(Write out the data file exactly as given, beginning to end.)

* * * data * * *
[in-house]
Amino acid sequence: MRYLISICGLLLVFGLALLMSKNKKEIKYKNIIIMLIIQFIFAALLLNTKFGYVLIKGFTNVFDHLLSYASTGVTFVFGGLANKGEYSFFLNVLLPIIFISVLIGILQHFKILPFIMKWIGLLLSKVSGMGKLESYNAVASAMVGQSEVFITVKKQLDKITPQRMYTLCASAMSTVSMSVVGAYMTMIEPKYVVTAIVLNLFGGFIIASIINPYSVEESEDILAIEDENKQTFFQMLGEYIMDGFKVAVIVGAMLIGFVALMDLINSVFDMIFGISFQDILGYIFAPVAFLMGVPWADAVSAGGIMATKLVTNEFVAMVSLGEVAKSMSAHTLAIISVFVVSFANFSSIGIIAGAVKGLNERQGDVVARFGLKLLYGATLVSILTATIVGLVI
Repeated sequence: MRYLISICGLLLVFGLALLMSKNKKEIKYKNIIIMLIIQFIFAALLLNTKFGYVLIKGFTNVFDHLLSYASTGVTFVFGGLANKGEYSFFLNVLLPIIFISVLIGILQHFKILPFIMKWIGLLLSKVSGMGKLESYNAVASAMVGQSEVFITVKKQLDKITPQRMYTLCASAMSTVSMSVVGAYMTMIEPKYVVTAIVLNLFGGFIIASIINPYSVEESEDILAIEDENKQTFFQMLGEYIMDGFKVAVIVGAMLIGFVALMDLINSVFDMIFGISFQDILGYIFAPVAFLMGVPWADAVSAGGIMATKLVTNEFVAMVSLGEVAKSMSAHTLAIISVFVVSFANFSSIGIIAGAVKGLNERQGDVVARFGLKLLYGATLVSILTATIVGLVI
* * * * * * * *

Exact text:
[in-house]
Amino acid sequence: MRYLISICGLLLVFGLALLMSKNKKEIKYKNIIIMLIIQFIFAALLLNTKFGYVLIKGFTNVFDHLLSYASTGVTFVFGGLANKGEYSFFLNVLLPIIFISVLIGILQHFKILPFIMKWIGLLLSKVSGMGKLESYNAVASAMVGQSEVFITVKKQLDKITPQRMYTLCASAMSTVSMSVVGAYMTMIEPKYVVTAIVLNLFGGFIIASIINPYSVEESEDILAIEDENKQTFFQMLGEYIMDGFKVAVIVGAMLIGFVALMDLINSVFDMIFGISFQDILGYIFAPVAFLMGVPWADAVSAGGIMATKLVTNEFVAMVSLGEVAKSMSAHTLAIISVFVVSFANFSSIGIIAGAVKGLNERQGDVVARFGLKLLYGATLVSILTATIVGLVI
Repeated sequence: MRYLISICGLLLVFGLALLMSKNKKEIKYKNIIIMLIIQFIFAALLLNTKFGYVLIKGFTNVFDHLLSYASTGVTFVFGGLANKGEYSFFLNVLLPIIFISVLIGILQHFKILPFIMKWIGLLLSKVSGMGKLESYNAVASAMVGQSEVFITVKKQLDKITPQRMYTLCASAMSTVSMSVVGAYMTMIEPKYVVTAIVLNLFGGFIIASIINPYSVEESEDILAIEDENKQTFFQMLGEYIMDGFKVAVIVGAMLIGFVALMDLINSVFDMIFGISFQDILGYIFAPVAFLMGVPWADAVSAGGIMATKLVTNEFVAMVSLGEVAKSMSAHTLAIISVFVVSFANFSSIGIIAGAVKGLNERQGDVVARFGLKLLYGATLVSILTATIVGLVI